You are coming across as a very irrational person, arguing against cold hard facts, like the role of alignment in the "resolution" of an aliasing sampler.  You have some kind of psychological or economic stake in the Sigma camera, or the images you've taken with it, and it has you writing some ridiculous things.
« Last Edit: October 25, 2007, 02:20:42 pm by John Sheehy »
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Jonathan Wienke

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« Reply #88 on: October 25, 2007, 02:17:40 pm »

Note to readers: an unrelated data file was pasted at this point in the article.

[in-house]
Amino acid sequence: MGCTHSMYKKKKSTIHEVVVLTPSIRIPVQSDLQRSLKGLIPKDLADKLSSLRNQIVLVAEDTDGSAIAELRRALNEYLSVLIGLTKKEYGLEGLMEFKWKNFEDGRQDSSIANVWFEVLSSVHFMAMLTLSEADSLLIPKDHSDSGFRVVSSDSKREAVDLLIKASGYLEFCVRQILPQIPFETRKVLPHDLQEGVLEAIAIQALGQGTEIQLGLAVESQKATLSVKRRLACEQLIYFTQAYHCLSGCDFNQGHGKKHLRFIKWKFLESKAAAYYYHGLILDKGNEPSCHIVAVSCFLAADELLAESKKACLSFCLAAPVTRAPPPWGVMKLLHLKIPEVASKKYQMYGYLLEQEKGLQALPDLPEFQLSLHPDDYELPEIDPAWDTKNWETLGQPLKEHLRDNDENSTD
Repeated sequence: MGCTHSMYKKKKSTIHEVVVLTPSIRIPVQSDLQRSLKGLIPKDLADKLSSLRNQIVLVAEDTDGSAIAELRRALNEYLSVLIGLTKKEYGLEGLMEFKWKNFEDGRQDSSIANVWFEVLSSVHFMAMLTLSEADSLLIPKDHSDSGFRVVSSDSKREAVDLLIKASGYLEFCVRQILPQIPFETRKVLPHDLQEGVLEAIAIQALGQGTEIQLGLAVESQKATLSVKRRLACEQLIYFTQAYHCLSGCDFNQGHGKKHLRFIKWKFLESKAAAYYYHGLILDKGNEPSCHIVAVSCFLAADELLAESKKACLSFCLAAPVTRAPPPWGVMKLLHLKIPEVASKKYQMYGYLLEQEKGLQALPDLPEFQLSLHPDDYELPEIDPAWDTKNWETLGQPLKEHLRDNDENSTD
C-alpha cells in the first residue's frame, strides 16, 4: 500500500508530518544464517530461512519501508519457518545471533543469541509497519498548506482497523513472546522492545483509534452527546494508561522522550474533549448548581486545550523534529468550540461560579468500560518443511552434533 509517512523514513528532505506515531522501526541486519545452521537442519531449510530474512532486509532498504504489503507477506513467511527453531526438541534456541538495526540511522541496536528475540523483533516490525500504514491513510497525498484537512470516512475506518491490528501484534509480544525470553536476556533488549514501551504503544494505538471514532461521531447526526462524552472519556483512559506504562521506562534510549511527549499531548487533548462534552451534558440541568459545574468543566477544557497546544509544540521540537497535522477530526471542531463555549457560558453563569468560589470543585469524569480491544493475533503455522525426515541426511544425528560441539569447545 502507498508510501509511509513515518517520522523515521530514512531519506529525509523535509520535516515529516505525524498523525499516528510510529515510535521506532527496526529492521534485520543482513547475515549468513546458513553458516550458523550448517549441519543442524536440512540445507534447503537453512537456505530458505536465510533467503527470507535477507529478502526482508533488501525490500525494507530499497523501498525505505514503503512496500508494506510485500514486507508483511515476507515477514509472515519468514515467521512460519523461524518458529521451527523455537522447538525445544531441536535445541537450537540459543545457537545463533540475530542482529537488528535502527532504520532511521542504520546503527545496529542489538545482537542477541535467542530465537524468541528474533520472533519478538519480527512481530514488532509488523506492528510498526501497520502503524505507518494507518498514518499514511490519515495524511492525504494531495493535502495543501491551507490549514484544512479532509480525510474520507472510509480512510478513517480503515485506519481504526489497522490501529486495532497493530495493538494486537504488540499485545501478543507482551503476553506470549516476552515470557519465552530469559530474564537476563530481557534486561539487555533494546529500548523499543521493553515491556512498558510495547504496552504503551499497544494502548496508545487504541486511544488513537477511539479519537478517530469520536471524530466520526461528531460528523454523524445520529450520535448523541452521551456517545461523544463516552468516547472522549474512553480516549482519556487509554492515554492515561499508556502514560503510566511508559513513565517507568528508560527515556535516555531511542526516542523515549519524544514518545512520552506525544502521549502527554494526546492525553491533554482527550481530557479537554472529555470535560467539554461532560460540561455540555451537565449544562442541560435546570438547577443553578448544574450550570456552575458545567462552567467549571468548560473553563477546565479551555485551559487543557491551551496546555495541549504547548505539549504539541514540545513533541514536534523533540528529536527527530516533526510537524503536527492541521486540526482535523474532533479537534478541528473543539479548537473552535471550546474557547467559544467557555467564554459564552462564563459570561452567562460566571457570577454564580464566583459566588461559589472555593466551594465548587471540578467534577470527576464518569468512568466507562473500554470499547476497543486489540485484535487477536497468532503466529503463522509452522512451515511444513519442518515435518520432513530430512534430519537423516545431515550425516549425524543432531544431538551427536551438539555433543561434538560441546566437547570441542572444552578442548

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Jonathan,

No one said you had to "share my view" - and this is not about any confusion at all between "actual resolution and artifacts" - those are your misguided assumptions. Also you apparently don't understand the difference between color moire and luminance moire.

I'm familiar with both, and an anti-aliasing filter prevents the occurrence of both. What's your point?

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Would you like for me to point out the quite obvious differences in the presence of color moire between same frames with the Foveon processor and a CFA processor. Would you then like to explain why there is no color moire with the Foveon?

I'm well aware of the reasons why not, and why a Bayer-pattern sensor exhibits color moire if it has no AA filter. I've shot over 120,000 frames with various Canon DSLRs (10D, 1D-MkII, and 1Ds), and I have not yet encountered color moire in any of them.